Rebecca Hunt's Mr Chartwell examines nature of depression

Winston Churchill's 'black dog' basis for debut novel

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Rebecca Hunt's Mr Chartwell examines nature of depression

With her sizzling debut novel, Rebecca Hunt has written about a British icon, depression and the physical manifestation of his illness. Brian Donaldson hears form an author on the up

The idea of the ‘black dog’ as representing a cloying cloud of depression will forever be associated with Winston Churchill. But what if that dog had a name, could walk on two paws, wore a suit and was able to chat with his victims with a healthy dose of sarcasm and just a smidgeon of empathy? Well, that’s the beauty of fiction because it’s exactly what debut author Rebecca Hunt has done with Mr Chartwell, a novel which has earned her a spot on the Guardian First Book Award longlist. ‘I was walking home one night and the central premise arrived, that the black dog is an individual entity who is free to visit other people other than Churchill.’

And so the dog, known to some as Chartwell (the name of Churchill’s residence in Kent) and to others as Black Pat, drops in on placid widow Esther Hammerhans, a clerk at the House of Commons library. Could it be that the dog was once a figure which haunted her husband Michael, who suffered a depression which eventually led to his suicide? And if the dog is now trying to creep into Esther’s life, does that mean her tragic destiny is sealed or does she have the power of her fate still in her own hands?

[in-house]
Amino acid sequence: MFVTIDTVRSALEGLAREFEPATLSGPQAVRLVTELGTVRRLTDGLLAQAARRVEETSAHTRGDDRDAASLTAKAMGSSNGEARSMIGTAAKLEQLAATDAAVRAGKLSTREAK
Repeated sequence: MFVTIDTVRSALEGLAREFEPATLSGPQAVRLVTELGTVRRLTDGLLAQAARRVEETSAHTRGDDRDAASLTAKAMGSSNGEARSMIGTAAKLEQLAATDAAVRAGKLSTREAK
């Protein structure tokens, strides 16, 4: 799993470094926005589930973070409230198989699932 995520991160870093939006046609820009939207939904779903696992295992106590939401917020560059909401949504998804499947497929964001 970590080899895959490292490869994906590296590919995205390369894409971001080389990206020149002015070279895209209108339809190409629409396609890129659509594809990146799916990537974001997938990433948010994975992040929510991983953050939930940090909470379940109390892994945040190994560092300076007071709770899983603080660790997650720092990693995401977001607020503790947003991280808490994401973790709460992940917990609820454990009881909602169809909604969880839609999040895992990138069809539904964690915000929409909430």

Set in the 60s at the time when Churchill was about to retire from political life, Hunt had to put in the hours to research both the period and the wartime icon, though happily the episodes of mental breakdown were also the result of reading rather than living. ‘Like many others, I’ve had darker times and know people who’ve had a rough time but I don’t think I’ve been depressed,’ says Hunt. ‘I did read a lot about it, but I used information that I’ve learned through my own experiences and expanded it to then write about it. But all the time, an author is writing about people who are not them, so I imagined what it’s like to be a bloke, an older woman, a dog, and what it’s like being in the 60s. You use your empathy and imagination to try and create and develop the experience in a way that you hope is credible.’

While it’s up to those perhaps closer to the subject to decide if she’s succeeded with her passages about depression, but when it comes to the canine world, she has nailed the physical attributes of her dastardly pooch from the way he moves to the way he eats. ‘My family have all had dogs, not all of them lovely though. But I’ve been able to analyse the personality of so many different kinds, from the Omen-type dog, the faithful friend, the patient companion and the clownish dog. I’ve been able to watch those different characteristics, and that stuff has stayed with me and you pick up the language of the dog and the traits. There were some Alsatians in my family as pets and when you saw them yawn it wasn’t a pleasant sight; there were weapons in there, really nasty looking, and that has always stayed with me.’

Mr Chartwell is published by Fig Tree on Thu 7 Oct.

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